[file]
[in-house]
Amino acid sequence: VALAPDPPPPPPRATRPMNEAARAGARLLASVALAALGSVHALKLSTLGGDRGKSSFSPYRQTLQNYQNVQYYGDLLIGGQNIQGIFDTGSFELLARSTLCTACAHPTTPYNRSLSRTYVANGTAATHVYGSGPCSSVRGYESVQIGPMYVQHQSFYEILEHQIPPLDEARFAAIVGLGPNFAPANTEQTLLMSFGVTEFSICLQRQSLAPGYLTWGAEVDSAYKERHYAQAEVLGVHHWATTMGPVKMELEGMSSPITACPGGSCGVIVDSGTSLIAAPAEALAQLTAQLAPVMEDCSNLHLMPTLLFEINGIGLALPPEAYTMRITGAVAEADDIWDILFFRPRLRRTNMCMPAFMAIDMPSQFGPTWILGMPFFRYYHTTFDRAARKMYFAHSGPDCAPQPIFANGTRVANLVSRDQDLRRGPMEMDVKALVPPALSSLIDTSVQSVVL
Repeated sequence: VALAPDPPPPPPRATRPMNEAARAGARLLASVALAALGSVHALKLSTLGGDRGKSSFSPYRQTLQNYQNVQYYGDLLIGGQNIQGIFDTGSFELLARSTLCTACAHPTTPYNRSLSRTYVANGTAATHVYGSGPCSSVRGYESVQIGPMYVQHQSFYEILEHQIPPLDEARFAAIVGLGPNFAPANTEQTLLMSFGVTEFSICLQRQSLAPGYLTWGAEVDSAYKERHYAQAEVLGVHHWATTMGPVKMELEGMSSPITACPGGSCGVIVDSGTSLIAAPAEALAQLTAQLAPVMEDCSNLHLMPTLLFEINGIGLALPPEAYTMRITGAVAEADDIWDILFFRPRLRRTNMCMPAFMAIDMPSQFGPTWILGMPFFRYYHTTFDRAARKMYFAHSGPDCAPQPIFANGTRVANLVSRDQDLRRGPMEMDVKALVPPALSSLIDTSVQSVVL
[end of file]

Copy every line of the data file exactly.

[in-house]
Amino acid sequence: VALAPDPPPPPPRATRPMNEAARAGARLLASVALAALGSVHALKLSTLGGDRGKSSFSPYRQTLQNYQNVQYYGDLLIGGQNIQGIFDTGSFELLARSTLCTACAHPTTPYNRSLSRTYVANGTAATHVYGSGPCSSVRGYESVQIGPMYVQHQSFYEILEHQIPPLDEARFAAIVGLGPNFAPANTEQTLLMSFGVTEFSICLQRQSLAPGYLTWGAEVDSAYKERHYAQAEVLGVHHWATTMGPVKMELEGMSSPITACPGGSCGVIVDSGTSLIAAPAEALAQLTAQLAPVMEDCSNLHLMPTLLFEINGIGLALPPEAYTMRITGAVAEADDIWDILFFRPRLRRTNMCMPAFMAIDMPSQFGPTWILGMPFFRYYHTTFDRAARKMYFAHSGPDCAPQPIFANGTRVANLVSRDQDLRRGPMEMDVKALVPPALSSLIDTSVQSVVL
Repeated sequence: VALAPDPPPPPPRATRPMNEAARAGARLLASVALAALGSVHALKLSTLGGDRGKSSFSPYRQTLQNYQNVQYYGDLLIGGQNIQGIFDTGSFELLARSTLCTACAHPTTPYNRSLSRTYVANGTAATHVYGSGPCSSVRGYESVQIGPMYVQHQSFYEILEHQIPPLDEARFAAIVGLGPNFAPANTEQTLLMSFGVTEFSICLQRQSLAPGYLTWGAEVDSAYKERHYAQAEVLGVHHWATTMGPVKMELEGMSSPITACPGGSCGVIVDSGTSLIAAPAEALAQLTAQLAPVMEDCSNLHLMPTLLFEINGIGLALPPEAYTMRITGAVAEADDIWDILFFRPRLRRTNMCMPAFMAIDMPSQFGPTWILGMPFFRYYHTTFDRAARKMYFAHSGPDCAPQPIFANGTRVANLVSRDQDLRRGPMEMDVKALVPPALSSLIDTSVQSVVL